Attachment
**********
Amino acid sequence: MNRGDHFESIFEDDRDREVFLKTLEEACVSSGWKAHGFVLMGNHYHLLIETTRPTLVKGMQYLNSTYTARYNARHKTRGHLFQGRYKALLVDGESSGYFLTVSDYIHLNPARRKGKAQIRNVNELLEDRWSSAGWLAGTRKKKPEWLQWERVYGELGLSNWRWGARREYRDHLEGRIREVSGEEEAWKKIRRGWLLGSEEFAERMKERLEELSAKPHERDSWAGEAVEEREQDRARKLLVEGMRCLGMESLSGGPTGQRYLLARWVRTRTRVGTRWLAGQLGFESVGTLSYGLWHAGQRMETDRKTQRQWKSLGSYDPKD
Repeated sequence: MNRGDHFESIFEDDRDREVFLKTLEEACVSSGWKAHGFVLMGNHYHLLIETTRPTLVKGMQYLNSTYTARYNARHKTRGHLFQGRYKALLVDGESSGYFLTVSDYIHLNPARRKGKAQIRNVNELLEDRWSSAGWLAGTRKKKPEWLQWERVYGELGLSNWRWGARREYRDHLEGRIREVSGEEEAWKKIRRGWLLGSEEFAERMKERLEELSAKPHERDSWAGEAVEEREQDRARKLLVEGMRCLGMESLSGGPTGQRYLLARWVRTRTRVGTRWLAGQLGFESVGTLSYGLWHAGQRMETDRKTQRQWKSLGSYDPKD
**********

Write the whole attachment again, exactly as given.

Amino acid sequence: MNRGDHFESIFEDDRDREVFLKTLEEACVSSGWKAHGFVLMGNHYHLLIETTRPTLVKGMQYLNSTYTARYNARHKTRGHLFQGRYKALLVDGESSGYFLTVSDYIHLNPARRKGKAQIRNVNELLEDRWSSAGWLAGTRKKKPEWLQWERVYGELGLSNWRWGARREYRDHLEGRIREVSGEEEAWKKIRRGWLLGSEEFAERMKERLEELSAKPHERDSWAGEAVEEREQDRARKLLVEGMRCLGMESLSGGPTGQRYLLARWVRTRTRVGTRWLAGQLGFESVGTLSYGLWHAGQRMETDRKTQRQWKSLGSYDPKD
Repeated sequence: MNRGDHFESIFEDDRDREVFLKTLEEACVSSGWKAHGFVLMGNHYHLLIETTRPTLVKGMQYLNSTYTARYNARHKTRGHLFQGRYKALLVDGESSGYFLTVSDYIHLNPARRKGKAQIRNVNELLEDRWSSAGWLAGTRKKKPEWLQWERVYGELGLSNWRWGARREYRDHLEGRIREVSGEEEAWKKIRRGWLLGSEEFAERMKERLEELSAKPHERDSWAGEAVEEREQDRARKLLVEGMRCLGMESLSGGPTGQRYLLARWVRTRTRVGTRWLAGQLGFESVGTLSYGLWHAGQRMETDRKTQRQWKSLGSYDPKD